But I'd be willing to be that blogging increasingly becomes a source for viral marketing where supposedly former disgruntled employees who continually moan about things that don't really matter at a workplace "our monitors are sony! I want a panasonic monitor!!!!!" suddenly become full of praise for said company in a sneaky method of giving said company good PR when they really need it and giving it "any press is good press" type coverage when it just needs brand recognition
  • WTF (Score:1, Insightful)

    by Anonymous Coward
    WTF, is this some kind of tabloid? What happened to Slashdot?
  • 3000 (Score:2, Insightful)

    by Anonymous Coward
    The very fact that Microsoft (and everyone else) knows how many Microsoft bloggers there are means they are being tracked. If you weren't a 100% believer in the cause it would be very hard to write a blog while working there.
    • Re:3000 (Score:5, Informative)

      by Overly Critical Guy ( 663429 ) on Sunday June 11, 2006 @01:43PM (#15513338)
      No, it means they know how to count the number of accounts on their MSDN blogs site. :P

      As for Mini-MSFT giving up the towel (forgive the pun), he(she?)'s not. He clearly wrote that he's simply taking a break to see how things turn out given the recent internal changes at Microsoft. He said he'd continue to post interesting links and allow people to voice their concerns in the comments discussions, which is the real heart of the site, and that he'd return to full writing sometime in the future.
    • Not quite, there are some statistical experts that can pull some interesting facts out of a mess of almost useless data. In World War II, I beleive, they had spies try to find out how many tanks Germany had. Then they had staticians. Historians now know just how many there were. The staticians were much closer. How they did it, I do not know.
  • This is nothing new (Score:3, Informative)

    by packet919 ( 207827 ) on Sunday June 11, 2006 @12:56PM (#15513220)
    People have gotten into hot water or even gotten fired for years for blogging...check out http://www.dooce.com/ [dooce.com] and read her story, if you don't already know it. Being a team player vs. maintaining your own opinion about your company's strategy/your boss's bad moods/your apparent lack of advancement opportunities/etc. is a dilemma that is becoming more common. With blogs and other new Internet media, it's becoming much more tempting to try to have it both ways. Sometimes people don't just want to be a corporate shill.
    • by 0racle ( 667029 ) on Sunday June 11, 2006 @01:20PM (#15513274)
      There's no dilemma for people who aren't idiots. You're supposed to pick your battles carefully, and if you have something bad to say you don't do it somewhere that has your name plastered all over it. You can have your own opinions about anything, but work is no different then anywhere else; you better be able to face the consequences of your actions.
    • Being a team player vs. maintaining your own opinion about your company's strategy/your boss's bad moods/your apparent lack of advancement opportunities/etc. is a dilemma that is becoming more common.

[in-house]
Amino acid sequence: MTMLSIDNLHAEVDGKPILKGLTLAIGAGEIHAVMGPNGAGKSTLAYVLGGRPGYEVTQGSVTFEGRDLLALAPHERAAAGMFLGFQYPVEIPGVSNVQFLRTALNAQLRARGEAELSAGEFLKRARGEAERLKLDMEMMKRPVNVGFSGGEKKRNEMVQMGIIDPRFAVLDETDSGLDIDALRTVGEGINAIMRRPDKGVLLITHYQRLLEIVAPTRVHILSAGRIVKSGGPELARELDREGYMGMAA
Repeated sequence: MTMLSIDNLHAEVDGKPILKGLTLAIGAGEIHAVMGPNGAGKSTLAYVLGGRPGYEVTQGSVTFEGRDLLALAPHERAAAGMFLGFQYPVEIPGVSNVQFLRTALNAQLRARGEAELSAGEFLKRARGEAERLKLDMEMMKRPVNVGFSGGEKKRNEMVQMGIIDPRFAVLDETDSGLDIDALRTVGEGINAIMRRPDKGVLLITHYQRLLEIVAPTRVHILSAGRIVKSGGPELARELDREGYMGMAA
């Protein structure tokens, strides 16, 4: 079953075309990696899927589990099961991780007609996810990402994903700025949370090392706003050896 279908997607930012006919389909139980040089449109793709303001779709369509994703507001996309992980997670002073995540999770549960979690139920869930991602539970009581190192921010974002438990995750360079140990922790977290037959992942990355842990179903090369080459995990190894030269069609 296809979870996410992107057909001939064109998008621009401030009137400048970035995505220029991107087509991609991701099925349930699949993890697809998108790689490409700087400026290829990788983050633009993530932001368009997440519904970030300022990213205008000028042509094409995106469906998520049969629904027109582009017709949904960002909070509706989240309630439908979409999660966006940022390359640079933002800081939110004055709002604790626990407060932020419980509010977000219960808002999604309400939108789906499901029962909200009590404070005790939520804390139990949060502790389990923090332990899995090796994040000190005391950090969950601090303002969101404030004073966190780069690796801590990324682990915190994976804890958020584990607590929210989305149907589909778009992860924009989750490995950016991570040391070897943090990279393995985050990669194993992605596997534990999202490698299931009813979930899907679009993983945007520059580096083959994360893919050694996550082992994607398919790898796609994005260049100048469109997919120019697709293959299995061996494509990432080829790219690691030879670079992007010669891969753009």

Not at all. You can have your opinions, as long as you don't speak of them. "Know your place, shut your face." The other choice is to become independently wealthy and not having to work for a living, but that's pretty difficult to accomplish :(.

      Sometimes people don't just want to be a corporate shill.

    • People have gotten into hot water or even gotten fired for years for blogging...check out http://www.dooce.com/ [dooce.com] and read her story,

       
      Slashdotted... But what I could pull from google's cache is that she is an ignorant bitch who is amazing full of herself. She was fired because she believed she could post whatever she wanted, wherever she wanted - and not pay the consequences.
      • > She was fired because she believed she could post whatever she wanted, wherever she wanted - and not pay the consequences.

        Which is true, if you "Post Anonymously". Even better, I've found, is to write your blog in a different language. Then people know you're talking about them, but they don't know what you're saying.

        Is your employeer really going to hire someone to translate your blog? I think not.

        (Then again, you have to use a language that nobody knows, like ancient Greek or maybe Japanese. Lots
    • I went over to this blog to read about what must've been biting social commentary on the nature or a profession and how it fundamentally changes our outlook. Instead, there was two paragraphs on how their baby is cute, and how they're not great gardners. And is this considered interesting?

      I was kinda up in arms after congress voted to let the telcos charge us extra to look at this stuff, but after looking at that blog, I think they made the right choice. The net shouldn't be neutral.
      • You should lighten up, it's just a blog. It's not like pictures of her little girl, dogs, flowers and friends are hurting anyone.